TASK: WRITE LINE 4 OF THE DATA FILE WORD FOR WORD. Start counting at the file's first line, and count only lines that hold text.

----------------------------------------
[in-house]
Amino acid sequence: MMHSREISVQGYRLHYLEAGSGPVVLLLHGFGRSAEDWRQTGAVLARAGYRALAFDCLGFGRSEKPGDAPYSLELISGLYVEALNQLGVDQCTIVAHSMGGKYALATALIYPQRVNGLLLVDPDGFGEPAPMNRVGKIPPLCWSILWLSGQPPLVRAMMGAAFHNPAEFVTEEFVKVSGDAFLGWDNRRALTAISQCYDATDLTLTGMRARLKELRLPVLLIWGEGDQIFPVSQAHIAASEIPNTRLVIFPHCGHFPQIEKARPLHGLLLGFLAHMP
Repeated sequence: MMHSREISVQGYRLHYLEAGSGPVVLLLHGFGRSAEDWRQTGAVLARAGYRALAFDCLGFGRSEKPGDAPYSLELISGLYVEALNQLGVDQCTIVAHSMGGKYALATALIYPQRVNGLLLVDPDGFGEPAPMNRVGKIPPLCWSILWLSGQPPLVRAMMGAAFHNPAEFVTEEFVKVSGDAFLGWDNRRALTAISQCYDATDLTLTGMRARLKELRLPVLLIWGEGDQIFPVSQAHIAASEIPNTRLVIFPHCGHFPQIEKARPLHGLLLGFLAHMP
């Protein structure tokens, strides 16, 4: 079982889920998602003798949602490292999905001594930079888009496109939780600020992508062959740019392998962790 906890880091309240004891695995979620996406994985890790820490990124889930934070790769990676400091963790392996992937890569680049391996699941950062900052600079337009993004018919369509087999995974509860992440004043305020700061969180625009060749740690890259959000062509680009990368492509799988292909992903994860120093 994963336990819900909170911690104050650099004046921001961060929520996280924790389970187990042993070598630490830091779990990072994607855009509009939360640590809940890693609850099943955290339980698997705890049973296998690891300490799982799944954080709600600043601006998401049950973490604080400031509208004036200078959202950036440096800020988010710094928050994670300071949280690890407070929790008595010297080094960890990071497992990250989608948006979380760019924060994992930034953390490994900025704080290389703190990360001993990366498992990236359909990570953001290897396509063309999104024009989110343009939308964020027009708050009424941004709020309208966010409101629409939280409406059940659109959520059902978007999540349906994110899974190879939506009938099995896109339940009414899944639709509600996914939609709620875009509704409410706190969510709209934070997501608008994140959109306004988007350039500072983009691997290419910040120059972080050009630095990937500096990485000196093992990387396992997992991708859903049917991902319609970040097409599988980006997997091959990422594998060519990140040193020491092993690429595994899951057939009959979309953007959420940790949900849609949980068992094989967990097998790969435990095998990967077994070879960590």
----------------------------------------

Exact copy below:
């Protein structure tokens, strides 16, 4: 079982889920998602003798949602490292999905001594930079888009496109939780600020992508062959740019392998962790 906890880091309240004891695995979620996406994985890790820490990124889930934070790769990676400091963790392996992937890569680049391996699941950062900052600079337009993004018919369509087999995974509860992440004043305020700061969180625009060749740690890259959000062509680009990368492509799988292909992903994860120093 994963336990819900909170911690104050650099004046921001961060929520996280924790389970187990042993070598630490830091779990990072994607855009509009939360640590809940890693609850099943955290339980698997705890049973296998690891300490799982799944954080709600600043601006998401049950973490604080400031509208004036200078959202950036440096800020988010710094928050994670300071949280690890407070929790008595010297080094960890990071497992990250989608948006979380760019924060994992930034953390490994900025704080290389703190990360001993990366498992990236359909990570953001290897396509063309999104024009989110343009939308964020027009708050009424941004709020309208966010409101629409939280409406059940659109959520059902978007999540349906994110899974190879939506009938099995896109339940009414899944639709509600996914939609709620875009509704409410706190969510709209934070997501608008994140959109306004988007350039500072983009691997290419910040120059972080050009630095990937500096990485000196093992990387396992997992991708859903049917991902319609970040097409599988980006997997091959990422594998060519990140040193020491092993690429595994899951057939009959979309953007959420940790949900849609949980068992094989967990097998790969435990095998990967077994070879960590």